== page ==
7 Simple Ways To Cope With Baby’s Witching Hour

how to cope with baby's witching hour

Babies get fussy. There’s no way around it, and it’s something all new parents have to accept and deal with.

Particularly, most babies tend to get fussy around the hours of 5-10PM: a time period lovingly referred to as baby’s “witching hour.” In European folklore, the witching hour is the time of the day when demons, monsters and all sorts of horrifying supernatural creatures are at their most powerful and wicked. Scary stuff, huh? Some people call it the baby’s “arsenic hour”, which sounds equally horrifying.

The worst thing is that the term “witching hour” is misleading… this period often lasts 3-4 hours or more at a time!

Have I scared you enough yet? I didn’t mean to, honest. If you are scared, you should be happy to know that there are some ways to cope with this trying period of time. A little witchery of your own, perhaps!

What Causes The Witching Hour?

I’m sorry to tell you, but there really are no known causes for it. Colic is often to blame; this is a tummy and intestinal trouble that is thought to be caused by gas. The main culprit is baby bottles, so a good first step is to get some bottles made specifically for gassy babies.

Other possible causes for this scary nighttime fussiness include:

  • Overtiredness: Babies sometimes have a hard time developing a good sleep pattern, and over time that sleep debt will build up until they’re actually pretty miserable. Read our tips on how to sooth an overtired baby which might help.
  • Overstimulation: Babies can easily become overstimulated due to all of the sights and sounds around them, and this is even more aggressive during the day! While your baby isn’t necessarily taking part in all of the action, it still has an effect on her, which in turn can cause fussiness.

How To Deal With It

Be Prepared For It

Unfortunately, it’s going to happen no matter what. There’s no way to avoid it and no matter how hard you hope and pray, you’re going to find yourself awake at ungodly hours of the night with your little one. It’s not going to be easy, but if you’re prepared for it, it helps.

Thankfully, it’s not going to be a problem forever. With luck, it will only be a short and small part of you and your child’s life, and then you can move on from it.

I recommend being prepared for it. Assume that your baby is going to be wailing their little lungs out at 3AM and plan accordingly. If you think you’ll be able to watch a movie over the noise, try to do so.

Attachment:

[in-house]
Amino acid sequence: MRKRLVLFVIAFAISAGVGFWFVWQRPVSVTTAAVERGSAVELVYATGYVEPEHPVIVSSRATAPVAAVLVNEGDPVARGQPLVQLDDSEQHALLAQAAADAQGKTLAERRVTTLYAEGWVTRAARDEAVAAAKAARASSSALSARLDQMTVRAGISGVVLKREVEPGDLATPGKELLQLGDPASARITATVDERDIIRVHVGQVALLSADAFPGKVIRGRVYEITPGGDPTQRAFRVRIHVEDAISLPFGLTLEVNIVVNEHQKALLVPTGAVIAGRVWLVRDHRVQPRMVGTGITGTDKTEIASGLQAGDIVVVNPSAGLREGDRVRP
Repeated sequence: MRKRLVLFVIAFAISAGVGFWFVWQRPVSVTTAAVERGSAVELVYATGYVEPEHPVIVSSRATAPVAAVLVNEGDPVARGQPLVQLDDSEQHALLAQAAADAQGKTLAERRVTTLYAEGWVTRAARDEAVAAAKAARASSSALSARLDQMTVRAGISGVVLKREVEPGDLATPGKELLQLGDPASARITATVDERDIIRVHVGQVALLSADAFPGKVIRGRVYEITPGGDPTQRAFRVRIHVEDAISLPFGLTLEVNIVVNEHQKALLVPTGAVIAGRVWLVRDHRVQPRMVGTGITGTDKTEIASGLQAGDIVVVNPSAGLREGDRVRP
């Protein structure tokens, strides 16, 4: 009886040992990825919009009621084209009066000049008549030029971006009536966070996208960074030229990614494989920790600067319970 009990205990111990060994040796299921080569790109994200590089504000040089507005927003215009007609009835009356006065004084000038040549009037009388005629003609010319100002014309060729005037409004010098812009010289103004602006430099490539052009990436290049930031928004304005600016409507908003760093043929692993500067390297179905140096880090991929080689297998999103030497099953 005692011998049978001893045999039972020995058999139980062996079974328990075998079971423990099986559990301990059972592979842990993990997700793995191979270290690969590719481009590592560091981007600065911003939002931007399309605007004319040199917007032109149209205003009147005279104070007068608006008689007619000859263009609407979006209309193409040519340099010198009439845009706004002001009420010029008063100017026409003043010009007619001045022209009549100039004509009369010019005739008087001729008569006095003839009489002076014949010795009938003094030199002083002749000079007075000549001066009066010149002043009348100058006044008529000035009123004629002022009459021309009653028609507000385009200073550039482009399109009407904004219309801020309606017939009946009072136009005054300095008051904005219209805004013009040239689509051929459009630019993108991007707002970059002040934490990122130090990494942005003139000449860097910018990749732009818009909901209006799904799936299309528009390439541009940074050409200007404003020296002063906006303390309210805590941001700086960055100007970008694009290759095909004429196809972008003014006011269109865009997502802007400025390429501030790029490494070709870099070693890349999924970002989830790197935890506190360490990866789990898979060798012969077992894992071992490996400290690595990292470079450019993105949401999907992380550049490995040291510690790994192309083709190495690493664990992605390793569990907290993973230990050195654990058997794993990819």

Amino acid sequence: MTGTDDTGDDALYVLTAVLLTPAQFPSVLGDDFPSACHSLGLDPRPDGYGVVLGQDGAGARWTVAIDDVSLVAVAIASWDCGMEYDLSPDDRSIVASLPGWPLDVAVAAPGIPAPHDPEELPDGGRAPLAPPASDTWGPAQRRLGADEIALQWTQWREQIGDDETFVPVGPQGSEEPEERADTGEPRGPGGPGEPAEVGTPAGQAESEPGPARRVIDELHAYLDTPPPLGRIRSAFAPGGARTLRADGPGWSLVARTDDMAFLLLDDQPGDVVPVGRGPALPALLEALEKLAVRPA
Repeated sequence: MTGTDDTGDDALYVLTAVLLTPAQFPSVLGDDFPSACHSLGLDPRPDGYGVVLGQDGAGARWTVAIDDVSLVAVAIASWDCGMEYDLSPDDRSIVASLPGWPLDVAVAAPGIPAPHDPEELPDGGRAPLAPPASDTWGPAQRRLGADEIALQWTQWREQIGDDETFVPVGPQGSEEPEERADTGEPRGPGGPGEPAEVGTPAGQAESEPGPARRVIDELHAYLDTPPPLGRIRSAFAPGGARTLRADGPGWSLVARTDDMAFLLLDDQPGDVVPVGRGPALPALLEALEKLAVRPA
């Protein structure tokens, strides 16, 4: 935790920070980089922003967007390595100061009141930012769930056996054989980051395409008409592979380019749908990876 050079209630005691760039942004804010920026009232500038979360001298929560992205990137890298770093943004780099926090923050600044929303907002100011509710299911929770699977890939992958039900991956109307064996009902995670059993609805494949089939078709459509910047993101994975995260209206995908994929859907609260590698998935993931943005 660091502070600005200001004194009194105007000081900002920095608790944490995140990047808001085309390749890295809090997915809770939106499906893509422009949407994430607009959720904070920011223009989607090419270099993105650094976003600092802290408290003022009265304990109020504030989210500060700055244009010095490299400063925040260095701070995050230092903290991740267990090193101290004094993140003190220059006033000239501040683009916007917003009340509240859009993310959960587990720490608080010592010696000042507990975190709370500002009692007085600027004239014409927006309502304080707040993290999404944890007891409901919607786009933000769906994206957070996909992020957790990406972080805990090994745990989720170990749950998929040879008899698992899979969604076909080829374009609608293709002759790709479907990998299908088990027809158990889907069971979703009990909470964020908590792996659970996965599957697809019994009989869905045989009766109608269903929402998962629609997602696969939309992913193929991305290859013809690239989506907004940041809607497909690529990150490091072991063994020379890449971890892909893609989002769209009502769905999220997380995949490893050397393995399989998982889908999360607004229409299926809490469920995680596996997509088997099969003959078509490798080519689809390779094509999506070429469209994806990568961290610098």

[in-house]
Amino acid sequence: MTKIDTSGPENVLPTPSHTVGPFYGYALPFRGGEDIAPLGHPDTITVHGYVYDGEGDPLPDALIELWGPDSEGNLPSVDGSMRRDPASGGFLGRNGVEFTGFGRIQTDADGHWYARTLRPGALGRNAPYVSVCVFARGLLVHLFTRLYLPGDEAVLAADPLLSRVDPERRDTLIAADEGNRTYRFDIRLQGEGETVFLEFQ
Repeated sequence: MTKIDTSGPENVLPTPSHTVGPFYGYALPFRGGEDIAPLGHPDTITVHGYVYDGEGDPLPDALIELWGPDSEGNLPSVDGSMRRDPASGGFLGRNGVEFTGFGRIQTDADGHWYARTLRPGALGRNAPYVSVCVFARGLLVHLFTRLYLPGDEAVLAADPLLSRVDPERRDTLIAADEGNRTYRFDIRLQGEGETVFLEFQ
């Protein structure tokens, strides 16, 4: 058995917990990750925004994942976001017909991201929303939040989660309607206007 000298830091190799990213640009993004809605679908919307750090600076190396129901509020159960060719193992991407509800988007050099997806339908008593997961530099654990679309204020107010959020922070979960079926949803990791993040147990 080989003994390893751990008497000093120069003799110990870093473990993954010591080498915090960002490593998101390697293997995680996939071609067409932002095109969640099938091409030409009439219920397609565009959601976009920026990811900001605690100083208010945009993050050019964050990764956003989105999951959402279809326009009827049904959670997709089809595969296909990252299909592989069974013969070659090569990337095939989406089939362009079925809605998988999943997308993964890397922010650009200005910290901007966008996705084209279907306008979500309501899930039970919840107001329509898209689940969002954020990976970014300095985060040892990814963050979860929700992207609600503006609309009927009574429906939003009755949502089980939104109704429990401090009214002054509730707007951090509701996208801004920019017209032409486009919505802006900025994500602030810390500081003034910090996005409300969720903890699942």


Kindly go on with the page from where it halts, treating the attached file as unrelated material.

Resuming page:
If the weather’s nice, maybe you could plan on taking them out in a carrier for a nice walk. It sometimes helps.

Comfort Feed

Some people will tell you not to ever comfort feed, but really, it’s okay. You’re not going to fall into a bad habit trap or anything like that, and sometimes all they really need is a full belly to relax and stop being so fussy.

A bottle or breastfeeding can be a great cure, or at least make things a little better. In any case, try it.

Don’t Blame Yourself

During this often-trying time, it’s easy to blame yourself for all of the madness. You need to remember that this happens to most babies, and there’s often no way to prevent it from happening in the first place. It’s not a failure of yours as a parent. There are thousands of other parents going through the exact same thing as you are!

Be a Team

Take turns with your partner in dealing with the witching hour. Sometimes it’s best to take a step outside for 5 or 10 minutes to regain your cool and help cope with it. It can be draining, and switching out really helps.

If you can, sometimes asking for help from friends or family is a good idea. Try that too!

Try a White Noise Machine

White noise has an amazing calming effect on many troubled tots. Get a white noise machine (they’re cheap) and try it out; you might be surprised at how well it works.

Something like a fan running in the room (but not pointed in the direction of your child) can also work as a white noise maker, too.

Have a Bath Together

A warm, soothing bath can sometimes be just what the doctor ordered, and that goes for both baby and parent. Set the lights low and maybe play some soothing music in the background. Shut the door and try to make the room as relaxing as possible.

Get in and have a nice bath together, and it might just do the trick.

Reduce All Background Noise

Overstimulation could be the cause of all the fussiness, so do everything you can to get rid of any external stimuli. Unplug the phone (or put it on silent) and make sure there aren’t going to be any other loud noises, like barking dogs or slamming doors.

Experiment

Sometimes experimenting is the way to go; all babies are different and some things will just work better for some than others! Try different things like laying them down straight, burping them, different toys and stuff.

With any luck, you’ll find something that helps!

Wrapping It Up

Do you have any experience or tips that might help other parents with their baby’s witching hour? Let us know in the comments section below!

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